An IAM group is a collection of IAM users. Groups let you specify permissions for multiple users, which can make it easier to manage the permissions for those users. For example, you could have a group called Admins and give that group the types of permissions that administrators typically need. Any user in that group automatically has the permissions that are assigned to the group. If a new user joins your organization and needs administrator privileges, you can assign the appropriate permissions by adding the user to that group. Similarly, if a person changes jobs in your organization, instead of editing that user's permissions, you can remove him or her from the old groups and add him or her to the appropriate new groups.

IAM roles

An IAM role is an IAM identity that you can create in your account that has specific permissions. An IAM role is similar to an IAM user, in that it is an AWS identity with permission policies that determine what the identity can and cannot do in AWS. However, instead of being uniquely associated with one person, a role is intended to be assumable by anyone who needs it. Also, a role does not have standard long-term credentials such as a password or access keys associated with it. Instead, when you assume a role, it provides you with temporary security credentials for your role session.

IAM Security Best Practices

  • Lock away your AWS account root user access keys

You use an access key (an access key ID and secret access key) to make programmatic requests to AWS. However, do not use your AWS account root user access key. The access key for your AWS account root user gives full access to all your resources for all AWS services, including your billing information. You cannot reduce the permissions associated with your AWS account root user access key.

Therefore, protect your root user access key like you would your credit card numbers or any other sensitive secret.

  • Create individual IAM users

Don't use your AWS account root user credentials to access AWS, and don't give your credentials to anyone else. Instead, create individual users for anyone who needs access to your AWS account. Create an IAM user for yourself as well, give that user administrative permissions, and use that IAM user for all your work.

  • Use groups to assign permissions to IAM users

Instead of defining permissions for individual IAM users, it's usually more convenient to create groups that relate to job functions (administrators, developers, accounting, etc.). Next, define the relevant permissions for each group. Finally, assign IAM users to those groups. All the users in an IAM group inherit the permissions assigned to the group. That way, you can make changes for everyone in a group in just one place. As people move around in your company, you can simply change what IAM group their IAM user belongs to.

  • Grant least privilege

When you create IAM policies, follow the standard security advice of granting least privilege, or granting only the permissions required to perform a task. Determine what users (and roles) need to do and then craft policies that allow them to perform only those tasks.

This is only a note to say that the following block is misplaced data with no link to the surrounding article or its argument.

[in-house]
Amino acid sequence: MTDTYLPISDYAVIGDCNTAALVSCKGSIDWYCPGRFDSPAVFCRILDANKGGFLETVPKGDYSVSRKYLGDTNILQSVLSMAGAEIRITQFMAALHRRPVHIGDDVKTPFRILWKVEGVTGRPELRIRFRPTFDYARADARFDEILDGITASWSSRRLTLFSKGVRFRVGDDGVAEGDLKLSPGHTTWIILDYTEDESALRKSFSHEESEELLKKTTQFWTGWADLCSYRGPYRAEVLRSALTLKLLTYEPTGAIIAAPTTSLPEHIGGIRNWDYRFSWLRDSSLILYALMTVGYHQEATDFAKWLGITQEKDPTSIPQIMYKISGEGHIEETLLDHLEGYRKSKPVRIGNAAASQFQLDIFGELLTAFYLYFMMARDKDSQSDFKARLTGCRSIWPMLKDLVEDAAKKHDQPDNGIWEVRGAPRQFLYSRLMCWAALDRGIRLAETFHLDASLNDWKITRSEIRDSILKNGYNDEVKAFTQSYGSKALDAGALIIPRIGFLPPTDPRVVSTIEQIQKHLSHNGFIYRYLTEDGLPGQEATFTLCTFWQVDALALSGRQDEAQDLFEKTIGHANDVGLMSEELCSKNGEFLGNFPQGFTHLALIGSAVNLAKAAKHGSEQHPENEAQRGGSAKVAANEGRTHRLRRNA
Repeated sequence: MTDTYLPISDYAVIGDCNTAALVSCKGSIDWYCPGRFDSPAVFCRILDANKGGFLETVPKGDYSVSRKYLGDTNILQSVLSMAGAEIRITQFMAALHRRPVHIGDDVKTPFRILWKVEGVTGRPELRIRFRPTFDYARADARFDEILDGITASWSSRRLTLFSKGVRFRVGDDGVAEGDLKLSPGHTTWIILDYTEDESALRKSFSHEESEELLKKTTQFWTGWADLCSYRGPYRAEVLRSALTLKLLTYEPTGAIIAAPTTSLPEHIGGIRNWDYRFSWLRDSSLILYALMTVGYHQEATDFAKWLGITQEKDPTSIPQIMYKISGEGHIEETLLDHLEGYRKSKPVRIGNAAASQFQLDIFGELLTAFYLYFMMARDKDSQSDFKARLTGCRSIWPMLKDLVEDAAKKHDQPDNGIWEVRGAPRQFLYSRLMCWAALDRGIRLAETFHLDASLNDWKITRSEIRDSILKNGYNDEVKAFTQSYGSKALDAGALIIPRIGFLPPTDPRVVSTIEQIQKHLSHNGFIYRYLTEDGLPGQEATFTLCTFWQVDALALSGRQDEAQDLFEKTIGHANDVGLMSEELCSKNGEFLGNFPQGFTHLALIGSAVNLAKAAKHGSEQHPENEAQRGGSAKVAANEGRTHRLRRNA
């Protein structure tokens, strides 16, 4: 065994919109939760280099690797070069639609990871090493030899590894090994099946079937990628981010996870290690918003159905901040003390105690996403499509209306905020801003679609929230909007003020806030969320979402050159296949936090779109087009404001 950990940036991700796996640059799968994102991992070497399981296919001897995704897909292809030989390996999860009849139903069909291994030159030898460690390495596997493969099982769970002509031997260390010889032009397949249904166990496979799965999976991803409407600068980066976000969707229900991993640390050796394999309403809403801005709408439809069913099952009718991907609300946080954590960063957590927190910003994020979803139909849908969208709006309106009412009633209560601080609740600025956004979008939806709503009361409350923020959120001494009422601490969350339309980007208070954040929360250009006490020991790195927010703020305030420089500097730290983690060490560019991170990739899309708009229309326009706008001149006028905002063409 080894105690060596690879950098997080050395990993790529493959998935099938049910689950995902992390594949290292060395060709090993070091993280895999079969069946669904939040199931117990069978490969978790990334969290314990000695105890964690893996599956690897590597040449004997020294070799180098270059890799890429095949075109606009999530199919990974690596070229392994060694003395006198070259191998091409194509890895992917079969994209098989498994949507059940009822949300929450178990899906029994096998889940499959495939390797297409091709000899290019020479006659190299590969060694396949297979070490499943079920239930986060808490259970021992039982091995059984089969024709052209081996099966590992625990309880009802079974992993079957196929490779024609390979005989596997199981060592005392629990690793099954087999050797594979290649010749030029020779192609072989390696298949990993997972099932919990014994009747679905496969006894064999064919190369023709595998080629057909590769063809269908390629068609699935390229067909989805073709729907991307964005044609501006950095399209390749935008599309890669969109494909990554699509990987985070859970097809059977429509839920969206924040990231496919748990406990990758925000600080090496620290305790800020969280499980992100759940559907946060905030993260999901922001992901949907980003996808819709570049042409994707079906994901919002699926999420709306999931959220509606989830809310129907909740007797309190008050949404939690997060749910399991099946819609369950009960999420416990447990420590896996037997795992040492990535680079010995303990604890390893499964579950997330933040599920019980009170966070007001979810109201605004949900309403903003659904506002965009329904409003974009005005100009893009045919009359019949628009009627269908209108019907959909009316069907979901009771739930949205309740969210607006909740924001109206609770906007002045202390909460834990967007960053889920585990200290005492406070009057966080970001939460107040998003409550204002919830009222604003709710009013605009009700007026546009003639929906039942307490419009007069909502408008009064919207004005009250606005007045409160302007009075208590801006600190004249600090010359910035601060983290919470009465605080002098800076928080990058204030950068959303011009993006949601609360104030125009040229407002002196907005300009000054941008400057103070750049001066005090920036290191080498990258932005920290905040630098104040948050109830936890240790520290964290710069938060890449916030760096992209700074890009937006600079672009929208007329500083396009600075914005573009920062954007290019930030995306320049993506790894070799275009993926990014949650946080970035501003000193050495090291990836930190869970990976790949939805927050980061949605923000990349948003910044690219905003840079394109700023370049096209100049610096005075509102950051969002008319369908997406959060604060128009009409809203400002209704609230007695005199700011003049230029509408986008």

Start with a minimum set of permissions and grant additional permissions as necessary. Doing so is more secure than starting with permissions that are too lenient and then trying to tighten them later.

  • Get started using permissions with AWS managed policies

Providing your employees with only the permissions they need requires time and detailed knowledge of IAM policies. Employees need time to learn which AWS services they want or need to use. Administrators need time to learn about and test IAM.

To get started quickly, you can use AWS managed policies to give your employees the permissions they need to get started. These policies are already available in your account and are maintained and updated by AWS. For more information about AWS managed policies

  • Use customer managed policies instead of inline policies

For custom policies, AWS recommend that you use managed policies instead of inline policies. A key advantage of using these policies is that you can view all of your managed policies in one place in the console. You can also view this information with a single AWS CLI or AWS API operation. Inline policies are policies that exist only on an IAM identity (user, group, or role). Managed policies are separate IAM resources that you can attach to multiple identities.

  • Use access levels to review IAM permissions

To improve the security of your AWS account, you should regularly review and monitor each of your IAM policies. Make sure that your policies grant the least privilege that is needed to perform only the necessary actions.

When you review a policy, you can view the policy summary that includes a summary of the access level for each service within that policy. AWS categorizes each service action into one of five access levels based on what each action does: List, Read, Write, Permissions management, or Tagging. You can use these access levels to determine which actions to include in your policies.